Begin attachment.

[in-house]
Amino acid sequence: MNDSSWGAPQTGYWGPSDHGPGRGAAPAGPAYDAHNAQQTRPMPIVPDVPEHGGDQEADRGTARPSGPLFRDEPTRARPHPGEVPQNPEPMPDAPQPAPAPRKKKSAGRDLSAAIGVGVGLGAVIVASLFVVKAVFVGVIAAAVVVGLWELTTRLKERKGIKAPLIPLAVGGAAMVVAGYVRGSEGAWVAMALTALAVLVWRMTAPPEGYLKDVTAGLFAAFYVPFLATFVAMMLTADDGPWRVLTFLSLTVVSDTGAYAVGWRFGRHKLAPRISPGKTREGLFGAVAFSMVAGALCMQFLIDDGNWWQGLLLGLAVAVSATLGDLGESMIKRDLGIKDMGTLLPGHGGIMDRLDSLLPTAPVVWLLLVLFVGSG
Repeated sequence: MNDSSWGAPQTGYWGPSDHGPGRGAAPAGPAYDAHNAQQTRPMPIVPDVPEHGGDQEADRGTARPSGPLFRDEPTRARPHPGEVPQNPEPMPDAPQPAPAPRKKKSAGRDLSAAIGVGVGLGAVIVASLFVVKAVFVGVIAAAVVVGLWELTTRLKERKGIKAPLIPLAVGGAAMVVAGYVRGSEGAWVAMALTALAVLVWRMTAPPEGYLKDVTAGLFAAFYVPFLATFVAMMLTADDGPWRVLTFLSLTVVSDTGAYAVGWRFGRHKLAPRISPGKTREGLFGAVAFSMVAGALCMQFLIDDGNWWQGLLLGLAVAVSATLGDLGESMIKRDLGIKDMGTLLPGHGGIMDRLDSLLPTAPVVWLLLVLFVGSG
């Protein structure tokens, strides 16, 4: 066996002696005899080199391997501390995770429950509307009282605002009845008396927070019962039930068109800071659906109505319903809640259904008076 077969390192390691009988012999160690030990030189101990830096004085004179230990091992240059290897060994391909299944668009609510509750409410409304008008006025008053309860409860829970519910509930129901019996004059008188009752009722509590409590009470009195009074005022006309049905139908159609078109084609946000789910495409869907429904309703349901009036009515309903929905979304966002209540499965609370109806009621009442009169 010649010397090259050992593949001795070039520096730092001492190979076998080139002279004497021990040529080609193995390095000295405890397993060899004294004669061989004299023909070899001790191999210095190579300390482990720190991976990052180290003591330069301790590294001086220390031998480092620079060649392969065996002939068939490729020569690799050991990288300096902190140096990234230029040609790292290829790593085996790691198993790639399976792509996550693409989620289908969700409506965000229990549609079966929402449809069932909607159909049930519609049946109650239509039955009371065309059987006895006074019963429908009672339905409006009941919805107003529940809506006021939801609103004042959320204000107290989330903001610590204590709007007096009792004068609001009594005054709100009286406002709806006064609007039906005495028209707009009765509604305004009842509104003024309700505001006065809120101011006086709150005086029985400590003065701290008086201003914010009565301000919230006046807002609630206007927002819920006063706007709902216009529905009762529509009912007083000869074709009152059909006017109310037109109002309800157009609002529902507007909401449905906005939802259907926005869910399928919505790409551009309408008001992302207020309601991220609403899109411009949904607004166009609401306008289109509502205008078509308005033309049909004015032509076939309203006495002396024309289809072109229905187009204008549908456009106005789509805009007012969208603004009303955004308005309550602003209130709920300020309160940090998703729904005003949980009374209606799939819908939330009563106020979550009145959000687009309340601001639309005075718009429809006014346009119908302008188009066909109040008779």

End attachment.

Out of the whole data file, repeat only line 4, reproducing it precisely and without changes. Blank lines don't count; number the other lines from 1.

């Protein structure tokens, strides 16, 4: 066996002696005899080199391997501390995770429950509307009282605002009845008396927070019962039930068109800071659906109505319903809640259904008076 077969390192390691009988012999160690030990030189101990830096004085004179230990091992240059290897060994391909299944668009609510509750409410409304008008006025008053309860409860829970519910509930129901019996004059008188009752009722509590409590009470009195009074005022006309049905139908159609078109084609946000789910495409869907429904309703349901009036009515309903929905979304966002209540499965609370109806009621009442009169 010649010397090259050992593949001795070039520096730092001492190979076998080139002279004497021990040529080609193995390095000295405890397993060899004294004669061989004299023909070899001790191999210095190579300390482990720190991976990052180290003591330069301790590294001086220390031998480092620079060649392969065996002939068939490729020569690799050991990288300096902190140096990234230029040609790292290829790593085996790691198993790639399976792509996550693409989620289908969700409506965000229990549609079966929402449809069932909607159909049930519609049946109650239509039955009371065309059987006895006074019963429908009672339905409006009941919805107003529940809506006021939801609103004042959320204000107290989330903001610590204590709007007096009792004068609001009594005054709100009286406002709806006064609007039906005495028209707009009765509604305004009842509104003024309700505001006065809120101011006086709150005086029985400590003065701290008086201003914010009565301000919230006046807002609630206007927002819920006063706007709902216009529905009762529509009912007083000869074709009152059909006017109310037109109002309800157009609002529902507007909401449905906005939802259907926005869910399928919505790409551009309408008001992302207020309601991220609403899109411009949904607004166009609401306008289109509502205008078509308005033309049909004015032509076939309203006495002396024309289809072109229905187009204008549908456009106005789509805009007012969208603004009303955004308005309550602003209130709920300020309160940090998703729904005003949980009374209606799939819908939330009563106020979550009145959000687009309340601001639309005075718009429809006014346009119908302008188009066909109040008779």